Attorney General Bill Barr gave a speech yesterday at Fordham that revived the encryption debate in the U.S. after a relatively quiet period. Since the departure of Rod Rosenstein, we hadn’t had a federal law enforcement official out there regularly giving speeches condemning encryption (though FBI Director Chris Wray threw his hat in here and there). Barr’s is the first such speech I’m aware of in quite a while—and, atypically for such speeches, he devoted the entire thing to anti-encryption rhetoric, rather than confining it to just one part of the remarks as Rosenstein, Wray, and James Comey had done before him.
Even so, we didn’t hear much that was new from Barr. For the most part, as CDT observed, he pulled out the same tired lines that I’ve grown accustomed to hearing over the years. Early last year, I released a whitepaper in which I analyzed U.S. law enforcement officials’ demands for “responsible” encryption, based on my blog post about a Rod Rosenstein speech in October 2017. In the whitepaper, I tried to determine exactly what the officials were asking for, and then explored the risks and limitations of that vision. That whitepaper still covers much of what Barr has to say now, a year and a half after I published it. If you go back and compare his speech to Rosenstein’s from October 2017 (which provided the template for many other nearly-identical Rosenstein speeches over the following months), you’ll see a lot of similarities.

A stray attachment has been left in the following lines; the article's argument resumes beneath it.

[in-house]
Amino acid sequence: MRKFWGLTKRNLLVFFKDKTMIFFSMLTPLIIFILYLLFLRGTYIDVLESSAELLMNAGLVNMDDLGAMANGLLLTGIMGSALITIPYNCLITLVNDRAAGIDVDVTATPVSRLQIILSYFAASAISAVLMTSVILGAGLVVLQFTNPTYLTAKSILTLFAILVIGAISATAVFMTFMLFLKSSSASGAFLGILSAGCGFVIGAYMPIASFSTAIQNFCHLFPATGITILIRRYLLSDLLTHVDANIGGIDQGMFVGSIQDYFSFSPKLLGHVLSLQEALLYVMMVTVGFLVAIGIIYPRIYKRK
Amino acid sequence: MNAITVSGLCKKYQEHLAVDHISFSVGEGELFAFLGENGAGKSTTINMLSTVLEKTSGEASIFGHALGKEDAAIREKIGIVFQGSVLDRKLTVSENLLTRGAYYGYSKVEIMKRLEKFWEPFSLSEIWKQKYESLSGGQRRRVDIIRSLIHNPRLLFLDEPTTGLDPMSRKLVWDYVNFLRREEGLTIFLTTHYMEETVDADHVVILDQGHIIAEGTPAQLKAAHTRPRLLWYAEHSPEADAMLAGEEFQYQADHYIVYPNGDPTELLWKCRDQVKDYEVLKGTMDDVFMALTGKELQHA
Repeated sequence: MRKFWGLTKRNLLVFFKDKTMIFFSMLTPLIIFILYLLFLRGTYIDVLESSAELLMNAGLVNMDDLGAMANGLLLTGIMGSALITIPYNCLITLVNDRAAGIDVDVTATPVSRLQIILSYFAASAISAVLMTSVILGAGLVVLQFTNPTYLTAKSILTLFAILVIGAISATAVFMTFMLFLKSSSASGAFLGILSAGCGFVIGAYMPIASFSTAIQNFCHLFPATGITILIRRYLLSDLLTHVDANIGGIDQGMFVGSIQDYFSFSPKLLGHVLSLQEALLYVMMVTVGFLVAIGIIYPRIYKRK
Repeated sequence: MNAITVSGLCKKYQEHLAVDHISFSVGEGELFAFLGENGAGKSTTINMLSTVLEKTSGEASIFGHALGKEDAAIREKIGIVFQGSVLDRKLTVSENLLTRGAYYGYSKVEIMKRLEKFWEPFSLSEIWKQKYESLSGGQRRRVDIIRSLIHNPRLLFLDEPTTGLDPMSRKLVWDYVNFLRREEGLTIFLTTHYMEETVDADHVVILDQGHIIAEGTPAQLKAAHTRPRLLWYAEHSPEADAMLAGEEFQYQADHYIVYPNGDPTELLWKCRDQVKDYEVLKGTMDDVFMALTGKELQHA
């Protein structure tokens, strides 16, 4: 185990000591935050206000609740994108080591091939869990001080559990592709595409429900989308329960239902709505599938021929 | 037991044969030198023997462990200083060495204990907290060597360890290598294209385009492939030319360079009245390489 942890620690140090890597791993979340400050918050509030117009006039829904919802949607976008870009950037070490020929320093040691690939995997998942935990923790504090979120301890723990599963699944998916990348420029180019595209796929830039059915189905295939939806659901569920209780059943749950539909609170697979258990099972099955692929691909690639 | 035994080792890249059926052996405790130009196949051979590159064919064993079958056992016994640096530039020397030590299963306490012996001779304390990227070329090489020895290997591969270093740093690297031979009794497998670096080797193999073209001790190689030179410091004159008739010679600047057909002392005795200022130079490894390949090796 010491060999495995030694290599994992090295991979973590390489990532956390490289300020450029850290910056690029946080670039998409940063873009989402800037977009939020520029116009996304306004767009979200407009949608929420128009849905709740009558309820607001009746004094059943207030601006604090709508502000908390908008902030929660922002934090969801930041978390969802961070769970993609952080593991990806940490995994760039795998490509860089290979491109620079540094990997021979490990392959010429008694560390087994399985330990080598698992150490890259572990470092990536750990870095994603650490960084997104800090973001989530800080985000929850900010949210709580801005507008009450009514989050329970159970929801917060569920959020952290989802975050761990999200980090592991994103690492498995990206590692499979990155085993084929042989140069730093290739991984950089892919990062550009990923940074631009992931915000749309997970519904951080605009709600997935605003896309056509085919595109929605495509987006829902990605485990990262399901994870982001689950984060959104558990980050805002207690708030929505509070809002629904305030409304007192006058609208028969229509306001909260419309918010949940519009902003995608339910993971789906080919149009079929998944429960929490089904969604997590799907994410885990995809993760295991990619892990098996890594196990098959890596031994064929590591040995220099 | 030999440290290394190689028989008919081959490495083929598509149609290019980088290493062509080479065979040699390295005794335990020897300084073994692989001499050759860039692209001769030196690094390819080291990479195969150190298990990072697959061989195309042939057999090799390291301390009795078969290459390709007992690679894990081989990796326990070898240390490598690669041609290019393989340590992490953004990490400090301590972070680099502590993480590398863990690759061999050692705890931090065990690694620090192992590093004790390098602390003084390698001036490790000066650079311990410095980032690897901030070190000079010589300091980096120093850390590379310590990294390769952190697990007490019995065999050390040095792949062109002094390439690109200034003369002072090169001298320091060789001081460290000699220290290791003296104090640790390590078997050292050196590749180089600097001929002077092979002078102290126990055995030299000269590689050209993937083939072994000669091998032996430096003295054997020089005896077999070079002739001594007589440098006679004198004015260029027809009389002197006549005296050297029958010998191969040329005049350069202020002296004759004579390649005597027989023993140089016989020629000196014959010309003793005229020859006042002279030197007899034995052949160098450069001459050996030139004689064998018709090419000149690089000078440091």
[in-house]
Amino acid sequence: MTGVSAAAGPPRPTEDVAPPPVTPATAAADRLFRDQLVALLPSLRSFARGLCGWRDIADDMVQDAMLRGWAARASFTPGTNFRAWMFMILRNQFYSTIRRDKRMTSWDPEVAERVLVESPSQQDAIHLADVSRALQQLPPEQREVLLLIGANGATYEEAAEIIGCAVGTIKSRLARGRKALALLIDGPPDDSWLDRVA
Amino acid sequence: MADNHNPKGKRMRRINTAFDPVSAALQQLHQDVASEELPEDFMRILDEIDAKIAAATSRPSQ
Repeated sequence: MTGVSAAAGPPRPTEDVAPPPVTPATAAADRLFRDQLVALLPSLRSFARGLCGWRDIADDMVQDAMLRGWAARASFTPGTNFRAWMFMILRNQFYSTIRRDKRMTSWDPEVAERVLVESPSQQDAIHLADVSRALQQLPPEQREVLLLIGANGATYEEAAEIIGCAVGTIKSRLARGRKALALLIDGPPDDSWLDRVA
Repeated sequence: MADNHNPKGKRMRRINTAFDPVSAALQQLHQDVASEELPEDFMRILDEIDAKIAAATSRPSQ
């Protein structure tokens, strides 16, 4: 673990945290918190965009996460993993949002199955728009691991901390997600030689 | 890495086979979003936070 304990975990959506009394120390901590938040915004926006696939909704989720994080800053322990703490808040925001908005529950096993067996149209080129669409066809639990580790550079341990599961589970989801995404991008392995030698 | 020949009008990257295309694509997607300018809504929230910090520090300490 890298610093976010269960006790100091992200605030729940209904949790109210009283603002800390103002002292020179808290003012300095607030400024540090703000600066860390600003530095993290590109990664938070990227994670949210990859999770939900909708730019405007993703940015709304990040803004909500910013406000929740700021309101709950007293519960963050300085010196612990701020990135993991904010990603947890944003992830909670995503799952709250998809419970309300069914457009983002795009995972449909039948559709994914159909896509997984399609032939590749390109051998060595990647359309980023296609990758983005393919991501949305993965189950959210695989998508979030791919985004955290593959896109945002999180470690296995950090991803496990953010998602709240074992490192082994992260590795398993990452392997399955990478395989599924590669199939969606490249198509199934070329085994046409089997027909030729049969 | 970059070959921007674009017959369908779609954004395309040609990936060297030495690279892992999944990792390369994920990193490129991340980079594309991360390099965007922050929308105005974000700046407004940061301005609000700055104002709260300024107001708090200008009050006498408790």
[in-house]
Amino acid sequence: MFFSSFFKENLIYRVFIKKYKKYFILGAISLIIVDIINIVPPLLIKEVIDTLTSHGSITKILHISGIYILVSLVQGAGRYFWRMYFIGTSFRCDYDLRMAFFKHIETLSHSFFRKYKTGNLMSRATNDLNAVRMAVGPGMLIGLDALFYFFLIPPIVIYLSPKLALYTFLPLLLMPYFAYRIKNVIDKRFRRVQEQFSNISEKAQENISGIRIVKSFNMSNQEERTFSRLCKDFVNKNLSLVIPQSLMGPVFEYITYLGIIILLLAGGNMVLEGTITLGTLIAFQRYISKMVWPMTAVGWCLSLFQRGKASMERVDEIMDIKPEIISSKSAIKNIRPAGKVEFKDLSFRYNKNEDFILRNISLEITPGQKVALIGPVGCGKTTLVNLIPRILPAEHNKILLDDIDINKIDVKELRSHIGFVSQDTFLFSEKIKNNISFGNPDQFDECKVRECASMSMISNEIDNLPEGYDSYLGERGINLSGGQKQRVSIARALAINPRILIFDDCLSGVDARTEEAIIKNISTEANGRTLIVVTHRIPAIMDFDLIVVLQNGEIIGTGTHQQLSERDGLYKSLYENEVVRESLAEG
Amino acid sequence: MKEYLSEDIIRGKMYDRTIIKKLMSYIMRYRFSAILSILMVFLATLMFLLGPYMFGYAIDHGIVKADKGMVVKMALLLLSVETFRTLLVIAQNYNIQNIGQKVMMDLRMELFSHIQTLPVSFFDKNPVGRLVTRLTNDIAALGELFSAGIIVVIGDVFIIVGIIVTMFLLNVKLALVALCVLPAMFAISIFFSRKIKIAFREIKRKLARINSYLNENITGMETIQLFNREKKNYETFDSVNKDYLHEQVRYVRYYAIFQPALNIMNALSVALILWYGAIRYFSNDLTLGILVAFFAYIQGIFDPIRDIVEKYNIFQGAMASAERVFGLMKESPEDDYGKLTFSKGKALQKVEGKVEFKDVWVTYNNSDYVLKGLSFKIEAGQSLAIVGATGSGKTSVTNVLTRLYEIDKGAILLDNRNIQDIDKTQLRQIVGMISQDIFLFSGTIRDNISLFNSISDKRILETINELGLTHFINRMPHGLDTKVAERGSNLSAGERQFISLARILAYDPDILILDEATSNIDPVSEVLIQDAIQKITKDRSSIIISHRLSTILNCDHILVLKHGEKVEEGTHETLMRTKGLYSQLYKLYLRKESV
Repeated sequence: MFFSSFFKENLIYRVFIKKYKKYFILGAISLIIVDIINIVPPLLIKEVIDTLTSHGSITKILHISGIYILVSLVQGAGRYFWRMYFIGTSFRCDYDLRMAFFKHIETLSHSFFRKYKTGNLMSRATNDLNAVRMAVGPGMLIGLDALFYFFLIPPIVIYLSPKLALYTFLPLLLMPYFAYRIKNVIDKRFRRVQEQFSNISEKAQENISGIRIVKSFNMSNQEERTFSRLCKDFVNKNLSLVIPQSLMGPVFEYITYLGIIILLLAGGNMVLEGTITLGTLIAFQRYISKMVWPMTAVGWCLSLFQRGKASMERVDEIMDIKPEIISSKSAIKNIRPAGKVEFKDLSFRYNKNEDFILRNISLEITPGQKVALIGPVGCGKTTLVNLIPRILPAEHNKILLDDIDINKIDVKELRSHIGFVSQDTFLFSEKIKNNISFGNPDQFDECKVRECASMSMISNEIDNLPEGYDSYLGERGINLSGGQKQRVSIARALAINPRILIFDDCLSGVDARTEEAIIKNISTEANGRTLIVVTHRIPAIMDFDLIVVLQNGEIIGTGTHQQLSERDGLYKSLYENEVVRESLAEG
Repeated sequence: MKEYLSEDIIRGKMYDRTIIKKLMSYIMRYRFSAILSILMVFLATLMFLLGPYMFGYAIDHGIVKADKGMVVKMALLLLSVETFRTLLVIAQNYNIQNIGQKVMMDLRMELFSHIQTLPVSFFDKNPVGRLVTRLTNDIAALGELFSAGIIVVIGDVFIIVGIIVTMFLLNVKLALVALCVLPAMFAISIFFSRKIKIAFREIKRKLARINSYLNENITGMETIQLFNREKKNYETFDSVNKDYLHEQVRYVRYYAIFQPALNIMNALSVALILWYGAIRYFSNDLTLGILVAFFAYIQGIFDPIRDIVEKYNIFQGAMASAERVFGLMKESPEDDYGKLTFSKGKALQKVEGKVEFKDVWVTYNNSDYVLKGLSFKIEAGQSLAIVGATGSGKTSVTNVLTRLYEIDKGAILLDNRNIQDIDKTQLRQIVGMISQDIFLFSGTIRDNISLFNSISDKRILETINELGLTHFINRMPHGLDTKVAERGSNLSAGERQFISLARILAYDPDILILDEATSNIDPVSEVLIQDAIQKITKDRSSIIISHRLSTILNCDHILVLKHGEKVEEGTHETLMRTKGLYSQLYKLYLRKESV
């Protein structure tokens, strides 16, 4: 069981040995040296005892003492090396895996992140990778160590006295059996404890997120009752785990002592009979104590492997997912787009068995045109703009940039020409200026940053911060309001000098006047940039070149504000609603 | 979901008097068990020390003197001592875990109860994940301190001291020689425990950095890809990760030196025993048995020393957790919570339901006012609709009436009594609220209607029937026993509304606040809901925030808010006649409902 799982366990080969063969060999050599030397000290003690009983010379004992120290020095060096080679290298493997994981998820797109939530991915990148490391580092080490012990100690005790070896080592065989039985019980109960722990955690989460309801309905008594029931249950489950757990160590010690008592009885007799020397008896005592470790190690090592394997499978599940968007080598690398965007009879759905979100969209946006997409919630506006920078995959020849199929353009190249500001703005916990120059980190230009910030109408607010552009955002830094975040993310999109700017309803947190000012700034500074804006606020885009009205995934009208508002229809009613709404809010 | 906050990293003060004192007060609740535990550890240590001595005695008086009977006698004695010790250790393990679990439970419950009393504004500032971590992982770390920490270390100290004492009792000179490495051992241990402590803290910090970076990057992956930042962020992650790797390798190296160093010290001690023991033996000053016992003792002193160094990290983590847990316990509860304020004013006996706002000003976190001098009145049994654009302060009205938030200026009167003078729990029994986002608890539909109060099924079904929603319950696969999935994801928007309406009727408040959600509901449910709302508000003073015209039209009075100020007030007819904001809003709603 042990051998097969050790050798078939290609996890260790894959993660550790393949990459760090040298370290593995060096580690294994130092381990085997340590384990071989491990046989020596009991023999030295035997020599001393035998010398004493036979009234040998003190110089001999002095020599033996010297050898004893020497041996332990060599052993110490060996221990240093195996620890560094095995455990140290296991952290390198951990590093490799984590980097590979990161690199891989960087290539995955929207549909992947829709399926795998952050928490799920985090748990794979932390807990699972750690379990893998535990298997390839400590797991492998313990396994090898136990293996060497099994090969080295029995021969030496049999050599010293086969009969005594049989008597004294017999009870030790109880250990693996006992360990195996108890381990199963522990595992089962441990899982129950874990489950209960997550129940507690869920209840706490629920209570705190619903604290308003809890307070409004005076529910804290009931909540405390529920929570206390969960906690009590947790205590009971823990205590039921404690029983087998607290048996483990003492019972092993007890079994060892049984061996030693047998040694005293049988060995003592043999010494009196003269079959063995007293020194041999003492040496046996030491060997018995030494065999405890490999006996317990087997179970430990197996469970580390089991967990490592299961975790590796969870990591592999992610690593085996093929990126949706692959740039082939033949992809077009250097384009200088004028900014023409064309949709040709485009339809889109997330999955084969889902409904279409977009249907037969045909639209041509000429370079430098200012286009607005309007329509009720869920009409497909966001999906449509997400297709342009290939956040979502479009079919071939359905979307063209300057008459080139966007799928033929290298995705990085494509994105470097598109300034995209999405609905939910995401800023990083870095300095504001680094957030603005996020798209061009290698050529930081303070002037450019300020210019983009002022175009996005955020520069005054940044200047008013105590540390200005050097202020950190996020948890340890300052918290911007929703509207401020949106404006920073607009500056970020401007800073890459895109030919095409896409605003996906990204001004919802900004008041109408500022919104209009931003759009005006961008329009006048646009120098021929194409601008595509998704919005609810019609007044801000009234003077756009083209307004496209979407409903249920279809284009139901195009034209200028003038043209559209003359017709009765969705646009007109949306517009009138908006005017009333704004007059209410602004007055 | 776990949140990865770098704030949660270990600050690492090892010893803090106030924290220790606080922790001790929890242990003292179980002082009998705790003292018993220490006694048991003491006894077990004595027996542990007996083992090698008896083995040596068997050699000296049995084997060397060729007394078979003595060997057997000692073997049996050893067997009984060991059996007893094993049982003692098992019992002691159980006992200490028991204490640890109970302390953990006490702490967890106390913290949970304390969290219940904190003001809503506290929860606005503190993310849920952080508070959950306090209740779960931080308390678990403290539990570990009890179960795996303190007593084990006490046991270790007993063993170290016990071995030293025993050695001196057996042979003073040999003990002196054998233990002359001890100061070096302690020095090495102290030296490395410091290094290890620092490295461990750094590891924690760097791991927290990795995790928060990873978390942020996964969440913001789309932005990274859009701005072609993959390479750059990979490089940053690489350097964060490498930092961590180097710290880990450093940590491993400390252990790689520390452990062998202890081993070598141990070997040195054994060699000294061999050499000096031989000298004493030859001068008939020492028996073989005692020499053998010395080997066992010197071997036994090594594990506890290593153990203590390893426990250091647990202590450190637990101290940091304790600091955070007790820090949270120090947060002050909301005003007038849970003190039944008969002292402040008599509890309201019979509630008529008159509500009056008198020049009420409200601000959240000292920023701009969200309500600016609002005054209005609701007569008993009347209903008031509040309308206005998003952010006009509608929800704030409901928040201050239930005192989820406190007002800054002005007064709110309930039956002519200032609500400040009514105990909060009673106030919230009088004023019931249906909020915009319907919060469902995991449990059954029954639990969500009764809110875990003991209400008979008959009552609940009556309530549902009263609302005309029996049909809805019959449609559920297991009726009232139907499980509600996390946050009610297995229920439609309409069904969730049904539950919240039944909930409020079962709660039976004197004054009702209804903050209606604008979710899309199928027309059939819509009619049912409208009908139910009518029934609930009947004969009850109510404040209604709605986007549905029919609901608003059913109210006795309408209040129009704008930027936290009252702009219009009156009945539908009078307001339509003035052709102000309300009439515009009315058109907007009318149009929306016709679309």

Yesterday’s speech did play a few minor variations on the “going dark” theme. For one, U.S. officials’ past remarks have largely focused on access to encrypted devices rather than encrypted communications in transit. As my whitepaper explained, their remarks suggested they were interested in both, but it was kind of hazy. Yesterday, cryptographer and CS professor Matthew Green observed on Twitter that Barr’s speech was much clearer about wanting access to both devices and communications. This comes as no surprise—the latest Wiretap Report from the federal judiciary showed an uptick in the number of instances where encryption impeded wiretaps. Plus, Barr personally has a track record of mass warrantless surveillance of Americans’ phone calls from his first stint as AG. Unsurprisingly, he’s still just as eager to snoop on our conversations now. (Having clearly stated he wants access to encrypted communications in transit, Barr then misrepresented what federal law says about telcos’ duty, and Internet services’ lack thereof, to make communications wiretappable. But just as most of his remarks were recycled, this also wasn’t the first time the Department of Justice has made misrepresentations about that law, known as CALEA—a law in which Barr held himself out as an expert, making his inaccurate statements all the more troubling.)